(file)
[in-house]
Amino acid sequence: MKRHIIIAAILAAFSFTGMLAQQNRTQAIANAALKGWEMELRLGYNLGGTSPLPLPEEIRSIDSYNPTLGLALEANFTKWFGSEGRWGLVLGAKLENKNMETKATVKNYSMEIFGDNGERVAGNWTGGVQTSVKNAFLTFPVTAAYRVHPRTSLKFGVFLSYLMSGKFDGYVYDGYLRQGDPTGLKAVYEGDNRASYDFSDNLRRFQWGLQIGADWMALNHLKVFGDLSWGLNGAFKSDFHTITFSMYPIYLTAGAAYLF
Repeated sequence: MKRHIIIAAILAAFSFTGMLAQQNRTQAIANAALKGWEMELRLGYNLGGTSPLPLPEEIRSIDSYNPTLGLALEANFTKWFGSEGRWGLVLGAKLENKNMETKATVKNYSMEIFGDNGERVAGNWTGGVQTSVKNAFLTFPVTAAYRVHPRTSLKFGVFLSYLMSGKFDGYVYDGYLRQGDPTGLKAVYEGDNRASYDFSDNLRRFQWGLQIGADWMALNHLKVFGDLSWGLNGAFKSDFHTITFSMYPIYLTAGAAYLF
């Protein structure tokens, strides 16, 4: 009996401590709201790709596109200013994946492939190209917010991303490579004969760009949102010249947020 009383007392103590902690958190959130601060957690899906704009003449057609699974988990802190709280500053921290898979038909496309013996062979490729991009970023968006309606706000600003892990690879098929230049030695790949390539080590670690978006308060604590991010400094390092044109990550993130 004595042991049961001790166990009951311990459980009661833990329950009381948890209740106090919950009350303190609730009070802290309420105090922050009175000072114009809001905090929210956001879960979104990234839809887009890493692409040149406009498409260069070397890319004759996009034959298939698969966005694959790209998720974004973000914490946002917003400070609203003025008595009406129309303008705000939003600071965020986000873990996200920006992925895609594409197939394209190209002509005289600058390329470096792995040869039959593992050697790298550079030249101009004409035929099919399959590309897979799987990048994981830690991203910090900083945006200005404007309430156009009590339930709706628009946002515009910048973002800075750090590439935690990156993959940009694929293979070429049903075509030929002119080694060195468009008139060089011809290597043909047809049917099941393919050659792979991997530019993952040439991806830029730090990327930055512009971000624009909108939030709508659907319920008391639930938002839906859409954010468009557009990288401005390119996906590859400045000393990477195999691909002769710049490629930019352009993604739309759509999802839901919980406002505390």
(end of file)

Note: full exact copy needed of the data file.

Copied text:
[in-house]
Amino acid sequence: MKRHIIIAAILAAFSFTGMLAQQNRTQAIANAALKGWEMELRLGYNLGGTSPLPLPEEIRSIDSYNPTLGLALEANFTKWFGSEGRWGLVLGAKLENKNMETKATVKNYSMEIFGDNGERVAGNWTGGVQTSVKNAFLTFPVTAAYRVHPRTSLKFGVFLSYLMSGKFDGYVYDGYLRQGDPTGLKAVYEGDNRASYDFSDNLRRFQWGLQIGADWMALNHLKVFGDLSWGLNGAFKSDFHTITFSMYPIYLTAGAAYLF
Repeated sequence: MKRHIIIAAILAAFSFTGMLAQQNRTQAIANAALKGWEMELRLGYNLGGTSPLPLPEEIRSIDSYNPTLGLALEANFTKWFGSEGRWGLVLGAKLENKNMETKATVKNYSMEIFGDNGERVAGNWTGGVQTSVKNAFLTFPVTAAYRVHPRTSLKFGVFLSYLMSGKFDGYVYDGYLRQGDPTGLKAVYEGDNRASYDFSDNLRRFQWGLQIGADWMALNHLKVFGDLSWGLNGAFKSDFHTITFSMYPIYLTAGAAYLF
């Protein structure tokens, strides 16, 4: 009996401590709201790709596109200013994946492939190209917010991303490579004969760009949102010249947020 009383007392103590902690958190959130601060957690899906704009003449057609699974988990802190709280500053921290898979038909496309013996062979490729991009970023968006309606706000600003892990690879098929230049030695790949390539080590670690978006308060604590991010400094390092044109990550993130 004595042991049961001790166990009951311990459980009661833990329950009381948890209740106090919950009350303190609730009070802290309420105090922050009175000072114009809001905090929210956001879960979104990234839809887009890493692409040149406009498409260069070397890319004759996009034959298939698969966005694959790209998720974004973000914490946002917003400070609203003025008595009406129309303008705000939003600071965020986000873990996200920006992925895609594409197939394209190209002509005289600058390329470096792995040869039959593992050697790298550079030249101009004409035929099919399959590309897979799987990048994981830690991203910090900083945006200005404007309430156009009590339930709706628009946002515009910048973002800075750090590439935690990156993959940009694929293979070429049903075509030929002119080694060195468009008139060089011809290597043909047809049917099941393919050659792979991997530019993952040439991806830029730090990327930055512009971000624009909108939030709508659907319920008391639930938002839906859409954010468009557009990288401005390119996906590859400045000393990477195999691909002769710049490629930019352009993604739309759509999802839901919980406002505390």